The World’s Oldest Music

This is a pagan hymn from about 1400 B.C., produced by an ancient Near Eastern people we call Hurrians. The music score is in cuneiform, preserved on a clay tablet. The instrument on which it is played, here, is a reproduction of a lyre, as reconstructed by archaeologists. If the translation of the tablet is accurate, then we are listening to a piece of music from 3,400 years ago.

Was this similar to the music Saul heard, when David played for him? When David first composed the Psalms, did he set them to music that sounded like this?

It’s possible that what we have here is a true window into the remote past, and a live connection with a portion of the Bible. It may be as close as we can ever come to actually hearing the Psalms as David sang them.

Which is really, really something, when you think about it.

8 comments on “The World’s Oldest Music

    1. That is awesome. The structure is completely compatible with modern music. It sounds like it could have been from a Crosby Stills & Nash album. There was also an element quite reminiscent of a tremolo as played on Classical Guitar.

      To my sensibilities, this reveals something notable: the ancients had music which was sophisticated. Long before the Classical masters, there were songs that employed structures recognizable and pleasing to the modern listener.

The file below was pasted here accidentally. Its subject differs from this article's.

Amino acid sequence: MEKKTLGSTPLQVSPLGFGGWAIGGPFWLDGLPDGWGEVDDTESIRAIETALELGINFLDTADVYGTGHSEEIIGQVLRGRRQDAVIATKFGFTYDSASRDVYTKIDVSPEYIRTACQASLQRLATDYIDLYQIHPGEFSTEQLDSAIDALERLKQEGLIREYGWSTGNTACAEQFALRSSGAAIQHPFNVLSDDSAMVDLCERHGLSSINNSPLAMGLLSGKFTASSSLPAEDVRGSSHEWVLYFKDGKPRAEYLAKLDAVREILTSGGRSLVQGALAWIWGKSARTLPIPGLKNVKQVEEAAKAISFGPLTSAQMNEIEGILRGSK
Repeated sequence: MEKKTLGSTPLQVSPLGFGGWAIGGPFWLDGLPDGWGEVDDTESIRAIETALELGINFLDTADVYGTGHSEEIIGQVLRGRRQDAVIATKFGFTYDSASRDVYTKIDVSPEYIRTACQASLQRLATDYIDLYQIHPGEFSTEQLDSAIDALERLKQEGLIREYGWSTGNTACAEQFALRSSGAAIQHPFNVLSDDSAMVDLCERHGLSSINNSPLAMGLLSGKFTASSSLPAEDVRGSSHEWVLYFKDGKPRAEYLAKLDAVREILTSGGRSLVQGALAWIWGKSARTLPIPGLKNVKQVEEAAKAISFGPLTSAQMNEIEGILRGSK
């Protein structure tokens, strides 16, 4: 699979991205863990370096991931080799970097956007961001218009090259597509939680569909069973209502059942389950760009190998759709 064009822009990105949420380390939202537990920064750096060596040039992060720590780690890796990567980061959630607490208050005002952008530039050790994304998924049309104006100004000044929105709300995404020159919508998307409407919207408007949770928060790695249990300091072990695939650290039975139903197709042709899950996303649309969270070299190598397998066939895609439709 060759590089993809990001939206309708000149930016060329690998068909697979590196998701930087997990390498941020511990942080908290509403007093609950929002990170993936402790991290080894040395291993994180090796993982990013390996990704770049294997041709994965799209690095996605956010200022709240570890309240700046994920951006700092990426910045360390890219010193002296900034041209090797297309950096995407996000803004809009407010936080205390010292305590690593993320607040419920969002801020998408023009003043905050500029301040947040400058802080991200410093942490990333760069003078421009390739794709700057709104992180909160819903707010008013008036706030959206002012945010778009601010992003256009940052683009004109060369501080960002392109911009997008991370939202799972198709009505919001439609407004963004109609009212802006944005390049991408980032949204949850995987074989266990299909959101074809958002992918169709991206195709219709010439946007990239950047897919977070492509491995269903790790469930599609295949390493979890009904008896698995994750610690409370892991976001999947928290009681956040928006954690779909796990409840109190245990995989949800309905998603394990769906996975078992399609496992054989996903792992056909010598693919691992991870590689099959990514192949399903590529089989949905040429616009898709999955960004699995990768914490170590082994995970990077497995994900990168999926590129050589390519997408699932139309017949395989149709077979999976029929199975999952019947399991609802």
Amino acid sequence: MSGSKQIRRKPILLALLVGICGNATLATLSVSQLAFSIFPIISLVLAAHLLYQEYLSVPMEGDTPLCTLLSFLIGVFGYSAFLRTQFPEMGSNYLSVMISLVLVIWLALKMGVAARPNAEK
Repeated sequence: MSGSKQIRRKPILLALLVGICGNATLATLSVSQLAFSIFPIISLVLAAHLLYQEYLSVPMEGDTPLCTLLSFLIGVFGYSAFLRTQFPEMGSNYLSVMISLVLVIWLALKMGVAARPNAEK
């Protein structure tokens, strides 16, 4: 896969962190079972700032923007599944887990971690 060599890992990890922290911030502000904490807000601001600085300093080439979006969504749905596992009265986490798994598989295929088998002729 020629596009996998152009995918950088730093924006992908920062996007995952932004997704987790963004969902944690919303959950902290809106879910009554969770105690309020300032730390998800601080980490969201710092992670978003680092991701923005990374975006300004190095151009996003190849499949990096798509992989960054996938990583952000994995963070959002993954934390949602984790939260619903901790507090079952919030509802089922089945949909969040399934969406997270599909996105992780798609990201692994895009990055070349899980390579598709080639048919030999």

2. You were 100% right on that one, Lee.

      When all is restored, I hope that I can meet some of the originators of ancient music. I think that music would prove itself to be the universal language, because that music is completely comprehensible to a musician in our age, and I suspect that my music would be comprehensible to the person whom wrote this.

      Probably the biggest difference would be thousands of years advancement in musical instruments. A lyre must be a bear to play well. OTOH, an ancient lyre player would probably think that the Bigsby whammy bar on my Gretsch was pretty nifty. 🙂

  1. Every time I read in the gospels that Jesus and His disciples sang a psalm after their Last Supper, I wonder what Psalm it was and how it sounded. And when I read the Psalms, I wonder what the melody was.

    Very unusual, yet somehow familiar.

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